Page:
In preparation for COP28, the European Union climate commissioner and COP28 president have released a joint statement claiming ambitious plans for the upcoming climate summit, from completion of a global stocktake to financial contributions for a loss and damage fund.
COP28 President Sultan Al Jaber and EU Commissioner Wopke Hoekstra agreed that the upcoming convention should see the successful completion of the first global stocktake under the Paris Agreement in order to gauge where countries and major stakeholders have met climate goals and find where they fall short. Tracking progress on Paris Agreement goals, according to the EU, should lead to a more comprehensive climate plan going forward.
Earlier this month, the UN Transitional Committee in Abu Dhabi recommended the implementation of a loss and damage fund that would support countries particularly vulnerable to the effects of climate change. The two leaders reaffirmed support for this decision and noted plans to operationalize loss and damage funding arrangements at COP28. Hoekstra also reportedly will announce substantial financial contributions from the EU to the fund at COP28, along with financial contributions to the COP28 renewable energy and energy efficiency pledge.
Finally, the statement emphasized the need to enhance climate adaptation and build worldwide resilience against extreme weather events and other potential climate-related crises. The COP28 will establish a global goal on adaptation toward this effort, according to the statement.
COP28 Controversy Expected Over Loss and Damage Fund, Fossil Fuel Phase-Out
Based on additional statements from various world leadership groups, major points of contention at COP28 will surround the loss and damage fund and the potential phase-out of fossil fuels.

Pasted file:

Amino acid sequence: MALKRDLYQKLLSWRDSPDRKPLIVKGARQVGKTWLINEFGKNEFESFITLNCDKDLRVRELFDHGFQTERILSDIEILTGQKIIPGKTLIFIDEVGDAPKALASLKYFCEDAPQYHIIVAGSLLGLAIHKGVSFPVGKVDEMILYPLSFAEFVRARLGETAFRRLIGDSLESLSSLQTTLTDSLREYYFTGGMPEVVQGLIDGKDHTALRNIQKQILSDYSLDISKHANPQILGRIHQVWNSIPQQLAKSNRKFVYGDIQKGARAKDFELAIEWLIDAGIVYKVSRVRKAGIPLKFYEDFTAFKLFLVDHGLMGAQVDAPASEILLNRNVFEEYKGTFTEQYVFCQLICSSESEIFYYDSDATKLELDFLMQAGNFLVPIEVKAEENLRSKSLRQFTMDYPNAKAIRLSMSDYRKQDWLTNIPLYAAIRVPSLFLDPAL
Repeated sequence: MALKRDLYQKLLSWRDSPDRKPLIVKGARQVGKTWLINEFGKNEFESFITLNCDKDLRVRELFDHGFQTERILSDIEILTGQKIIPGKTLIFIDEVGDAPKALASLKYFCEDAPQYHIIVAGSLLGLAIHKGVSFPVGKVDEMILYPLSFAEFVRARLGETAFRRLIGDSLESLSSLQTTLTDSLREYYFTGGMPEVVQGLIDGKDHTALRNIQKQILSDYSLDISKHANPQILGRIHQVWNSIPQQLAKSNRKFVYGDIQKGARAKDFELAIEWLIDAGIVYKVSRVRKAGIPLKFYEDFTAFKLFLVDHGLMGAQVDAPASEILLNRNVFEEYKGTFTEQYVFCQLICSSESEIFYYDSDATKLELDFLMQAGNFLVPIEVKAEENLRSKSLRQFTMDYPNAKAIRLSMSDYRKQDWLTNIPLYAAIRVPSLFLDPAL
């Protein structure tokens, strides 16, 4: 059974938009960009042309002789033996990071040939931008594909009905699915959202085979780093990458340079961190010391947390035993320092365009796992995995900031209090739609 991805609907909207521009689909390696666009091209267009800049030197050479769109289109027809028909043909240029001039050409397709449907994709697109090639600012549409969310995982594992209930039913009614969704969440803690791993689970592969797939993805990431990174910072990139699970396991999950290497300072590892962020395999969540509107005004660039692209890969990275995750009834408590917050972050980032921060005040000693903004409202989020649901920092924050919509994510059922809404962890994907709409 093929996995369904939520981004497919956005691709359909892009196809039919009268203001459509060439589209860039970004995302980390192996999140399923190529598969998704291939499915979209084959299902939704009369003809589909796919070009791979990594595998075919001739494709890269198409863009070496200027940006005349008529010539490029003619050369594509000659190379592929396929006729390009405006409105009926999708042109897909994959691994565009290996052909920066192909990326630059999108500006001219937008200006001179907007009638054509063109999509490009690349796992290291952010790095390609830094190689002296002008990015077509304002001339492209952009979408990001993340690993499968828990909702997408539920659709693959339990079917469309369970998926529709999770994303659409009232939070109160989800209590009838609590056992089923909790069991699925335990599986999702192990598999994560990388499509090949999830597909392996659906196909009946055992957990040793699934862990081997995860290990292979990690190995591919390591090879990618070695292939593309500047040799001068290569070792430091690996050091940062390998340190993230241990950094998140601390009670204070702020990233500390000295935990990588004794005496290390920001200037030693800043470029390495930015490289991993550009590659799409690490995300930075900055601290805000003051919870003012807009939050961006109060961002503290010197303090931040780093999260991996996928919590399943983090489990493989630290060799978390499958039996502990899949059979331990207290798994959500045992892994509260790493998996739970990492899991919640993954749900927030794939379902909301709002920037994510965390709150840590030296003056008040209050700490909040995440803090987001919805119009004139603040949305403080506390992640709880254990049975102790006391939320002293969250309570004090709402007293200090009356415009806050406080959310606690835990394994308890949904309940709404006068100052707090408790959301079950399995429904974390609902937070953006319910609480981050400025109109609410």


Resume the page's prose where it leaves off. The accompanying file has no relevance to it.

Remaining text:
According to a report from The National, low-income countries have argued for a loss and damage fund for years. Wealthier nations are disproportionately responsible for emissions and negative effects of climate change, and poorer nations remain financially unequipped to face the brunt of the damage, such as extreme weather and pollution.
The report also notes that such countries are skeptical of the proposed plan for the World Bank to temporarily host the fund as it’s dominated by wealthier, western nations. The United States has also reportedly claimed that contributions should be on a voluntary basis and wealthy emerging countries such as the UAE should have to pay along with Western ones.
Phasing Out Fossil Fuels Likely to See Significant Discussions
Countries will also bring widely varying proposals for the phase-out of fossil fuels, which have been found to be largely responsible for causing climate change. Many countries’ economies lie heavily on fossil fuels, including the UAE–Sultan Al Jaber himself is an oil executive for Adnoc, a major oil company in the country. Countries with emerging economies may also face economic barriers in phasing out fossil fuels.